IAB Gives Guidance On Ad Viewability

The Interactive Advertising Bureau (IAB) released its “State of Viewability Transaction 2015″ report aimed at offering guidance on how to manage the “shift of digital media’s ‘au...
IAB Gives Guidance On Ad Viewability
Written by Chris Crum
  • The Interactive Advertising Bureau (IAB) released its “State of Viewability Transaction 2015″ report aimed at offering guidance on how to manage the “shift of digital media’s ‘audience currency’ to 100 percent viewability.”

    Right now, it says, 100% viewability measurement simply isn’t possible. Instread, it recommends 70% as the best threshold for buyers and sellers. 2015, it says, will be a “year of transition.”

    From the announcement:

    The IAB statement heralds the collaboration among the digital trade association, the ANA, and the 4As that has stewarded the historic change in advertising measurement, but labels 2015 a “year of transition,” and calls on advertising agencies, publishers, marketers, and advertising technology companies to work together to assure the new currency can be implemented by all companies in the digital advertising ecosystem. The paper reiterates a statement made in October by the Media Rating Council (MRC), the organization charged by the industry with managing the Making Measurement Make Sense (3MS) processes, that it is “unreasonable for advertisers, agencies and publishers implementing viewable impressions as measurement currency to expect to observe viewable rates of 100% in analyses of their campaigns.”

    “It’s time to set the record straight about what is technically and commercially feasible, in order to get ourselves on an effective road to 100 percent viewability and greater accountability for digital media,” said Randall Rothenberg, President and CEO, IAB. “The MRC said it best – 100 percent is currently unreasonable. Why? Because, different ad units, browsers, ad placements, vendors and measurement methodologies yield wildly different viewability numbers. Publishers, agencies, marketers, and ad tech companies can resolve these differences by working collaboratively to make measurement make sense. We won’t do it by holding guns to each others’ heads.”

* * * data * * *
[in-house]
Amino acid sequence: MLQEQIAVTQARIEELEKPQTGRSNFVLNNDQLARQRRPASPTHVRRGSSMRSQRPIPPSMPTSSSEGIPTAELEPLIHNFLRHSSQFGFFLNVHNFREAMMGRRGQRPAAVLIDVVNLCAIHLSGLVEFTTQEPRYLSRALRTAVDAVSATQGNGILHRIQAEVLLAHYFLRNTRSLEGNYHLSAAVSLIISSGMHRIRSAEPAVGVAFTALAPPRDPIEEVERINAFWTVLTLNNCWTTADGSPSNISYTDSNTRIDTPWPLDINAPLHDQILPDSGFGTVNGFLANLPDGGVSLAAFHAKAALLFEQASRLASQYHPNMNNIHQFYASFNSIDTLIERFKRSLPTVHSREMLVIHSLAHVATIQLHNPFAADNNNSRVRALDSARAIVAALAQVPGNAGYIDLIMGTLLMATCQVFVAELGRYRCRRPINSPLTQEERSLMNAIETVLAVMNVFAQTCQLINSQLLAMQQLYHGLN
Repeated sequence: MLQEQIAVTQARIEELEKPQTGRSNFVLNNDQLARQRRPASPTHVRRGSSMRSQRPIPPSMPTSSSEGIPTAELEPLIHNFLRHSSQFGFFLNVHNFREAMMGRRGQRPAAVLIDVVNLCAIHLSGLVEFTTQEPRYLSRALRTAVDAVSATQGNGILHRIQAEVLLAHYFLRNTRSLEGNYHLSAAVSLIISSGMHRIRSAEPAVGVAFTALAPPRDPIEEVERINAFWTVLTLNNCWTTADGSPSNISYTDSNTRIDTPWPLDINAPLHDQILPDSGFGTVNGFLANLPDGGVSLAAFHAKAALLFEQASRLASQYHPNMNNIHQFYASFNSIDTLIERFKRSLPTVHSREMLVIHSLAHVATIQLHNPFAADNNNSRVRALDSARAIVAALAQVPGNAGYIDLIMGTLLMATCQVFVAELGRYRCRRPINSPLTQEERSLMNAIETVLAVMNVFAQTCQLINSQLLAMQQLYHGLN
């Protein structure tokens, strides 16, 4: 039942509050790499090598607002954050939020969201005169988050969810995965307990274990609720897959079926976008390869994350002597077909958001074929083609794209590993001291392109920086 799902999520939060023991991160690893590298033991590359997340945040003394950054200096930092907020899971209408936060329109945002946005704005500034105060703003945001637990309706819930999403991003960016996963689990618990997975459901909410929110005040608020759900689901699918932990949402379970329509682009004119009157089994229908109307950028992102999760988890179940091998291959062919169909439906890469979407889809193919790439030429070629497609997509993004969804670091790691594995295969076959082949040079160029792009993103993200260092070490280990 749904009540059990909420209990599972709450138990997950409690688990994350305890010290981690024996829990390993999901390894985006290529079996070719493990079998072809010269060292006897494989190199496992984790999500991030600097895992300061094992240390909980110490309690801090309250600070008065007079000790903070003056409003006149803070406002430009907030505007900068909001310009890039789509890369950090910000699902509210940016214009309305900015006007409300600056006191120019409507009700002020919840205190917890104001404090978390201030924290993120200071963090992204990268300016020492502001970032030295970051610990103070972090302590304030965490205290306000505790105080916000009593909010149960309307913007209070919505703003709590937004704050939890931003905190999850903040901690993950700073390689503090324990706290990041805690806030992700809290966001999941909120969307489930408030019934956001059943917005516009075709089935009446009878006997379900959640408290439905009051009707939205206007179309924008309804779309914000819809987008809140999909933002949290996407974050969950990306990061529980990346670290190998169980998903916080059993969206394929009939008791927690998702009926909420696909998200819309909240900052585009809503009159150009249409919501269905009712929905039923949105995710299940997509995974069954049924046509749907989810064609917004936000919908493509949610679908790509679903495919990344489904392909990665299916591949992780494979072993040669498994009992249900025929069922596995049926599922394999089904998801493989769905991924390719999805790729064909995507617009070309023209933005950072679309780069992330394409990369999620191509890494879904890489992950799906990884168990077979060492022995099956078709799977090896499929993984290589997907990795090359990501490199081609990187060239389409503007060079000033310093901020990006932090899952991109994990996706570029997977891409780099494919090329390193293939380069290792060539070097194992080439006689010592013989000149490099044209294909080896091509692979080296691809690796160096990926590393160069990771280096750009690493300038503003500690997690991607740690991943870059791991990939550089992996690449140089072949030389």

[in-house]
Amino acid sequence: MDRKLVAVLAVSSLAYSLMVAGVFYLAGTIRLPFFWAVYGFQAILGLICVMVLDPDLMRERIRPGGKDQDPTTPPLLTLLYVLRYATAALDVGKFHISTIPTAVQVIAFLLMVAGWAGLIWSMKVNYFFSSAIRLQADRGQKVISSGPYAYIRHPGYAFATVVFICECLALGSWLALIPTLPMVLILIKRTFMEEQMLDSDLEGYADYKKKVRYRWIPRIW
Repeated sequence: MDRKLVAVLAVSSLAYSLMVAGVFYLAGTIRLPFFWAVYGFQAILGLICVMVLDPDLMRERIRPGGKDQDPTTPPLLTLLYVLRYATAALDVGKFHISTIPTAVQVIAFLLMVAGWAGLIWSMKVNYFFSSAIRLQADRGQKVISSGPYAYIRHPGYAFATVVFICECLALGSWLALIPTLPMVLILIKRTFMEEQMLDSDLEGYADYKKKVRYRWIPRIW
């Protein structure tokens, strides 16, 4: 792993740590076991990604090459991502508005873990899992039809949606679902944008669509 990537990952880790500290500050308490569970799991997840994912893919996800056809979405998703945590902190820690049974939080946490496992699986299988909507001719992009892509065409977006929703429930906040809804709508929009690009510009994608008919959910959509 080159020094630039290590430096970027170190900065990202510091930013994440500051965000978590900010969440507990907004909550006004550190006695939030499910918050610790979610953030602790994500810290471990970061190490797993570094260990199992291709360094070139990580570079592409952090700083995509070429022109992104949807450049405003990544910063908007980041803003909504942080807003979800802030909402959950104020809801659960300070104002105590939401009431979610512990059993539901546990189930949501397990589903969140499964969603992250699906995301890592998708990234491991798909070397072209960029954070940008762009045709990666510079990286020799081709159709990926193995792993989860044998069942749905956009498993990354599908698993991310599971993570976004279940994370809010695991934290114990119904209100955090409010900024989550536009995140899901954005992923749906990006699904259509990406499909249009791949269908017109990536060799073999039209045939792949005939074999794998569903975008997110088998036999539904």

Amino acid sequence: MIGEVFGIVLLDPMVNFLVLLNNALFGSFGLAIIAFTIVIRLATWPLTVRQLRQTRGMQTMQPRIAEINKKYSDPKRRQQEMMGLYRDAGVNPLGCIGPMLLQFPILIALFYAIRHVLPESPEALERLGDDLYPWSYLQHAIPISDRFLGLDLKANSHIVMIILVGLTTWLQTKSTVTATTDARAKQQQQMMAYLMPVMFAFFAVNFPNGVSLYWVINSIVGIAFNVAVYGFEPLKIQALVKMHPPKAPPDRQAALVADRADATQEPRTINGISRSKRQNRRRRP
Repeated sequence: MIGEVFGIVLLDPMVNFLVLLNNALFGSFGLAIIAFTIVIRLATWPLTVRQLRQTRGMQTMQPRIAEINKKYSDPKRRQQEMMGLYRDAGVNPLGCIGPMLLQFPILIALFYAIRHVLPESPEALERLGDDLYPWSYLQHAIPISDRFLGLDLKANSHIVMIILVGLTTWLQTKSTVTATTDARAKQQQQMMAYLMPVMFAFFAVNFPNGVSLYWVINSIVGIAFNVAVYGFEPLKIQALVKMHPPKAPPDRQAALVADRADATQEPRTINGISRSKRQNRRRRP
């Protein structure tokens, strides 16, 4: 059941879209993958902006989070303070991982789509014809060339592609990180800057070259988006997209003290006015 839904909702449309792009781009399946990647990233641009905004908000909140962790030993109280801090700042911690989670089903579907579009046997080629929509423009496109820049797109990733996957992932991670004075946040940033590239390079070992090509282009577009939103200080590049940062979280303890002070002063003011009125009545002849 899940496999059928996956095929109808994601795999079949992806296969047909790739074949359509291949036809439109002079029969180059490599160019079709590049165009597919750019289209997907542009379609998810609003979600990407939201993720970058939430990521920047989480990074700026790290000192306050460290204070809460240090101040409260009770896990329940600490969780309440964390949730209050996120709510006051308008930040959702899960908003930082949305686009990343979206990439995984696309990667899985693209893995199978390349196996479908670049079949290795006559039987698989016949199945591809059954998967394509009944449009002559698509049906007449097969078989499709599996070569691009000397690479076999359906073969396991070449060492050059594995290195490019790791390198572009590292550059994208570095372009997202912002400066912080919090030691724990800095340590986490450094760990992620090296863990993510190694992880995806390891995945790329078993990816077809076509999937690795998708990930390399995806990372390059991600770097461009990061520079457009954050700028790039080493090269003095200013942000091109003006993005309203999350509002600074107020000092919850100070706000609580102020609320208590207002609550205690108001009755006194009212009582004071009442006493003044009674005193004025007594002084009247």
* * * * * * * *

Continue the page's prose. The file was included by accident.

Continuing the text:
The IAB is offering up seven principles, which it says marketers, publishers, and agencies should adhere to:

    • Billing should be based on served impressions separated into measured and non-measured categories.
    • Measured Impressions should be held to a 70% viewability threshold.
    • If a campaign doesn’t achieve 70% for Measured Impressions, publishers should make good with additional Viewable Impressions until the threshold is met.
    • All make-goods should be in the form of additional Viewable Impressions, not cash, and should be delivered in a reasonable time frame. Make-good impressions should be both Viewable and generally consistent with inventory that was purchased in the original campaign. Determination of threshold achievement is based on total campaign impressions, not by each line item. In other words, some line items may not achieve threshold, but others can compensate.
    • For large format ads (242,500+ pixels), a Viewable Impression is counted if 30% of the pixels of the ad are viewable for a minimum of one continuous second.
    • All transactions between buyers and sellers should use MRC accredited vendors only.
    • A buyer and a seller should agree on a single measurement vendor ahead of time.

    You can find the whole report here.

    Image via IAB

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